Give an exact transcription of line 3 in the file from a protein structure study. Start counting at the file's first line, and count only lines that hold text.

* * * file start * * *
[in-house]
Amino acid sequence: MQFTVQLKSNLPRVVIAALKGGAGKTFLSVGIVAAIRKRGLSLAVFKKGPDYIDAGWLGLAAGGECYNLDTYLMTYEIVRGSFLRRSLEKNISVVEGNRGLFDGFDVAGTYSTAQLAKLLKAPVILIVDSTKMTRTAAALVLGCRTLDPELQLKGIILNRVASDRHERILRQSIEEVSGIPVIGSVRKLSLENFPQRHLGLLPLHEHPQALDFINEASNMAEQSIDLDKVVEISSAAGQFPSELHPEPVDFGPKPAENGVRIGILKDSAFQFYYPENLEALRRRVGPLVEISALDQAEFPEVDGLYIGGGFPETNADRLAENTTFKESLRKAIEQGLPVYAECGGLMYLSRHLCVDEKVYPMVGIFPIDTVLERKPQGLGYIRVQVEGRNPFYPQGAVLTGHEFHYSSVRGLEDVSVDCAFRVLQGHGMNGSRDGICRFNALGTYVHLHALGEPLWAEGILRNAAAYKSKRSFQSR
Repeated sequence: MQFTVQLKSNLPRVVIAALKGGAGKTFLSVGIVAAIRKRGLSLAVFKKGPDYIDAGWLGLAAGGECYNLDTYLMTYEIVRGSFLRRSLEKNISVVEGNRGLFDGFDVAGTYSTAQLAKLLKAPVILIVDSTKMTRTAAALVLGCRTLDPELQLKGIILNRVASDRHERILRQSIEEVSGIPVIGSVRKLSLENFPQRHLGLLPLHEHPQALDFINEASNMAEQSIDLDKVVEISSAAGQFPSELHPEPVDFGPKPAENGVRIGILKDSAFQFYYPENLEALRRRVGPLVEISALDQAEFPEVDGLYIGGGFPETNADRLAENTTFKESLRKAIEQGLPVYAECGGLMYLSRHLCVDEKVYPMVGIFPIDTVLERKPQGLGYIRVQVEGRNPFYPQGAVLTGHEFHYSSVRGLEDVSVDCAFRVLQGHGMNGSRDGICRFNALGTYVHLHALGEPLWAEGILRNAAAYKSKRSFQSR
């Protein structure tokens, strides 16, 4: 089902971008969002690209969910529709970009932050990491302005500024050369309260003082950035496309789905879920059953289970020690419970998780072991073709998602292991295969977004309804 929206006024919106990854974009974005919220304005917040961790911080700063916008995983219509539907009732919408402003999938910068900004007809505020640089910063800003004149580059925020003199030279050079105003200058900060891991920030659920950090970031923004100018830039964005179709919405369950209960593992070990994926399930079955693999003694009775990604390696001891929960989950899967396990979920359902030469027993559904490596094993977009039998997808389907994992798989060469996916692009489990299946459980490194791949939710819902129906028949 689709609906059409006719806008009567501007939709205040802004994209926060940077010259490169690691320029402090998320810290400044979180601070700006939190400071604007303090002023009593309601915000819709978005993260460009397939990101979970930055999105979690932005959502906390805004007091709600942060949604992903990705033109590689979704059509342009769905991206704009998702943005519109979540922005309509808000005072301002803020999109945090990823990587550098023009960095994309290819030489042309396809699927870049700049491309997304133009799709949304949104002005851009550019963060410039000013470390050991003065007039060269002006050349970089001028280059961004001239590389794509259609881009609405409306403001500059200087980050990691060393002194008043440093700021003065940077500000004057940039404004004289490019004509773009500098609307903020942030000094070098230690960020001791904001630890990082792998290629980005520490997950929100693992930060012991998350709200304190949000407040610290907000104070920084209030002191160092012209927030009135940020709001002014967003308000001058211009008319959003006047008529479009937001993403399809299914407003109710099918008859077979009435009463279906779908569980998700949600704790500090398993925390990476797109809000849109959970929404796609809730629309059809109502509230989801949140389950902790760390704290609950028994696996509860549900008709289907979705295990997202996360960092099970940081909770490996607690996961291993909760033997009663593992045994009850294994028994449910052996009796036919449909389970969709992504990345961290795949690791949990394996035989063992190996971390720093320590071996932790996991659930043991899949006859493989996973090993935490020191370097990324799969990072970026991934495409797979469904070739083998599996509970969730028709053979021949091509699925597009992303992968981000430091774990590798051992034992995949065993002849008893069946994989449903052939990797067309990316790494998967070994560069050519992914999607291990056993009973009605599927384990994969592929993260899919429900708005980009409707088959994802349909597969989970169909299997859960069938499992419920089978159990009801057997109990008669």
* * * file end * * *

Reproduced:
Repeated sequence: MQFTVQLKSNLPRVVIAALKGGAGKTFLSVGIVAAIRKRGLSLAVFKKGPDYIDAGWLGLAAGGECYNLDTYLMTYEIVRGSFLRRSLEKNISVVEGNRGLFDGFDVAGTYSTAQLAKLLKAPVILIVDSTKMTRTAAALVLGCRTLDPELQLKGIILNRVASDRHERILRQSIEEVSGIPVIGSVRKLSLENFPQRHLGLLPLHEHPQALDFINEASNMAEQSIDLDKVVEISSAAGQFPSELHPEPVDFGPKPAENGVRIGILKDSAFQFYYPENLEALRRRVGPLVEISALDQAEFPEVDGLYIGGGFPETNADRLAENTTFKESLRKAIEQGLPVYAECGGLMYLSRHLCVDEKVYPMVGIFPIDTVLERKPQGLGYIRVQVEGRNPFYPQGAVLTGHEFHYSSVRGLEDVSVDCAFRVLQGHGMNGSRDGICRFNALGTYVHLHALGEPLWAEGILRNAAAYKSKRSFQSR